Display your shoes and shirts in farmhouse fashion
Whether you’re hooked on the rustic charm or the natural vibes, bring your farmhouse style to your wardrobe with a shiplap closet. With a few updates, like a shiplap accent wall and farmhouse-inspired shelves, you'll have both a beautiful and functional space. Follow these steps to build a stunning farmhouse closet.
Time: 1-2 days
Tools and Materials Needed:
Nails and nail gun, or construction adhesive
Miter saw or circular saw
Nickels or popsicle sticks
Primer and paint (optional)
Paintbrush and roller
Shiplap boards cost between $2.50 and $7 per square foot on average, depending on the type of wood and where you live. Some DIY homeowners choose to use wood underlayment instead of shiplap boards due to its lower cost. If you’d rather call in a professional, a carpenter costs $35 an hour and the project generally takes one to two working days, depending on the closet size and design complexity.
1. Prepare Your Walls
Most farmhouse closets feature one accent wall with shiplap, with other walls painted or wallpapered. For the shiplap wall, remove the baseboards, shoe molding, and nails, along with any outlet or light switch covers. Repair any drywall damage and consider adding a fresh coat of paint before you install the shiplap, especially if there are glaring blemishes.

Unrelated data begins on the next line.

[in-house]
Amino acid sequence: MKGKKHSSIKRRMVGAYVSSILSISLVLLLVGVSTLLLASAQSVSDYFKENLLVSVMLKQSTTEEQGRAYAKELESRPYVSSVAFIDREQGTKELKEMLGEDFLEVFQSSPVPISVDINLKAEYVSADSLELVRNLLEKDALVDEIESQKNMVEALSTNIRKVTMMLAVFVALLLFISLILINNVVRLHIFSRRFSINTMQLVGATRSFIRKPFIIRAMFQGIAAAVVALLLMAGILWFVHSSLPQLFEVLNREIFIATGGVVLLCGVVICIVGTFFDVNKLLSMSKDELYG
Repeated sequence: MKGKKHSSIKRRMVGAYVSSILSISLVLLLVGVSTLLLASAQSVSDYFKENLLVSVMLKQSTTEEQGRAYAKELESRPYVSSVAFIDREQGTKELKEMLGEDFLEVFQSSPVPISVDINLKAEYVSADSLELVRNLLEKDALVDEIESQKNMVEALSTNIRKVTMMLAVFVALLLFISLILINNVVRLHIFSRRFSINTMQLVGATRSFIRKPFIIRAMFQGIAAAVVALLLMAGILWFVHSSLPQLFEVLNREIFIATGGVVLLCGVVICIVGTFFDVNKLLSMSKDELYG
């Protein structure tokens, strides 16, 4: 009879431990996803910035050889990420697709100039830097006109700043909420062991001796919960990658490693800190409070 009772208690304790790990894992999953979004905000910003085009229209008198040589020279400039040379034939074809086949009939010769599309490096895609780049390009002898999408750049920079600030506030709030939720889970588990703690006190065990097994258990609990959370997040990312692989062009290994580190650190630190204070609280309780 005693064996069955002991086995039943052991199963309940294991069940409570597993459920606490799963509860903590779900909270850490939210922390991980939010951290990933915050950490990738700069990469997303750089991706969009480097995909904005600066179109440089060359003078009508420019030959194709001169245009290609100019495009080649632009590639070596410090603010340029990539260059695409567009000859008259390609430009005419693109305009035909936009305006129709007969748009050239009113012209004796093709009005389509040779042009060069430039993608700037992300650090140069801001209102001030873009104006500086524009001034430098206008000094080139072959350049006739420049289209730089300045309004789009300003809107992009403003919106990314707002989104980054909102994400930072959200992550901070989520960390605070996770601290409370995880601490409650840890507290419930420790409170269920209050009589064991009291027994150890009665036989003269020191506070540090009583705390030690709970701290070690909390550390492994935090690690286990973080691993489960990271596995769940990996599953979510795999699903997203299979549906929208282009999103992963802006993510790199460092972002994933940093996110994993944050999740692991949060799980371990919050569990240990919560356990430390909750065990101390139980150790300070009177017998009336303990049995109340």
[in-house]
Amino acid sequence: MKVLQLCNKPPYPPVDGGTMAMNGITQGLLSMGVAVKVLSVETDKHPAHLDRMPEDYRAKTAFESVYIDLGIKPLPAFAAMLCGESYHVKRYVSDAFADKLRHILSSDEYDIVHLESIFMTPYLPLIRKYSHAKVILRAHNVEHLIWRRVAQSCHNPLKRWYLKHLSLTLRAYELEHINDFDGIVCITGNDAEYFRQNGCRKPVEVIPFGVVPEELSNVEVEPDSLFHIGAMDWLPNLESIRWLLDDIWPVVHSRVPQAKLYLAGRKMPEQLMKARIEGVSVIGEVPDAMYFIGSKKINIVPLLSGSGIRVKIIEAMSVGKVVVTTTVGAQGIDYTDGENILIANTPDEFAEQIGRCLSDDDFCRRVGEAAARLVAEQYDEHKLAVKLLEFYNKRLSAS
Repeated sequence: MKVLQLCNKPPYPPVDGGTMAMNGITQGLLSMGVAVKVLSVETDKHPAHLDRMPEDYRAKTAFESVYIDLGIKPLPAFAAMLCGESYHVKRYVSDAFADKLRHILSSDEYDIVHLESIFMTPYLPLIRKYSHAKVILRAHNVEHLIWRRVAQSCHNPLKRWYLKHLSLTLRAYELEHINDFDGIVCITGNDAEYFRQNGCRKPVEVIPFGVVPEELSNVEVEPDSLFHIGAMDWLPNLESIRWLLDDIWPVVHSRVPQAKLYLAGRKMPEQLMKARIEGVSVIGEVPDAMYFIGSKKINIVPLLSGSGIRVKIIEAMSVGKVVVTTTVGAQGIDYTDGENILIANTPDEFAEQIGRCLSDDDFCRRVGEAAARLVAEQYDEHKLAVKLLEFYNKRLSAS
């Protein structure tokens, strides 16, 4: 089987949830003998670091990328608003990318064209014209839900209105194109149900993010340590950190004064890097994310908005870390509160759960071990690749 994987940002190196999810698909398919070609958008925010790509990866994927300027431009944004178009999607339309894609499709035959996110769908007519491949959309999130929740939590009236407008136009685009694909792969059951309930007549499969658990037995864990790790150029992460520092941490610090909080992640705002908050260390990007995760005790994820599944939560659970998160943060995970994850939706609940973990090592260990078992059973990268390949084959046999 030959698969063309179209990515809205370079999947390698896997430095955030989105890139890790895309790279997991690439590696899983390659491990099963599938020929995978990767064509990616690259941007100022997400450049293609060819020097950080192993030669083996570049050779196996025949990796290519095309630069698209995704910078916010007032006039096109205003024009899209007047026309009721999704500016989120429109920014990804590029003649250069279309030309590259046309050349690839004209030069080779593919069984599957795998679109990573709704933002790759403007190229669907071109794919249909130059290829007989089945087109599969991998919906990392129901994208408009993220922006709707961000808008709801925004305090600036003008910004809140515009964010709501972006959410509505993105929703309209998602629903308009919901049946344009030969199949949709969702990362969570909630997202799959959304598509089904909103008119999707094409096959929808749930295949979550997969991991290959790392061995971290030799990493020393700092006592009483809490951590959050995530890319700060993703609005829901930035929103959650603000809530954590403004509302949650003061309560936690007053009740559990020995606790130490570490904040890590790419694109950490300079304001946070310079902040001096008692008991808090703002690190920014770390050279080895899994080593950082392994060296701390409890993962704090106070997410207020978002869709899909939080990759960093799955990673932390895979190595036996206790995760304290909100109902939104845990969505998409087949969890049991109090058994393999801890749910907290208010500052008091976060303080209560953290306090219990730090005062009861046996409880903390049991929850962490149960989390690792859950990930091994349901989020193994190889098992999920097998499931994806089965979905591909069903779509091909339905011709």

2. Paint or Wallpaper Your Non-Shiplap Walls
You may decide to keep the other closet walls the same, especially if they’re already painted white. But if not, now is a good time to consider repainting the walls in a farmhouse-style shade, such as green, white, or gray, or put up wallpaper that includes olive branches, tiny florals, or pale damask patterns.
3. Measure Your Shiplap Wall
Measure the height and width of your wall to determine its square footage. Based on the height of your shiplap boards, determine how many you’ll need to fill the wall from floor to ceiling. Purchase an extra board or two to account for any mistakes.
If you need to cut a board horizontally to cover the wall completely, place that board at the bottom. Consider using prefinished shiplap boards that come primed or even primed and painted. They cost slightly more than plain boards but they save you lots of time.
4. Mark Your Studs (if Using Nails)
You should attach your shiplap boards to the vertical wall studs so it’s secure and doesn’t damage your drywall or any electrical wiring. Locate your wall studs and use a chalk line to mark each one. Studs are usually placed 16 or 24 inches apart.
5. Cut Your Shiplap Boards
Measure the length you need for the boards and cut accordingly. Double- and triple-check your measurements before making any cuts. If you prefer a staggered shiplap look, cut your boards so that two pieces meet part way on the wall. Intersperse where the seams come together for the best aesthetics. If you choose a staggered look, use construction adhesive instead of nails as it’s difficult to align varying board lengths with the wall studs.
6. Ensure Your First Board is Level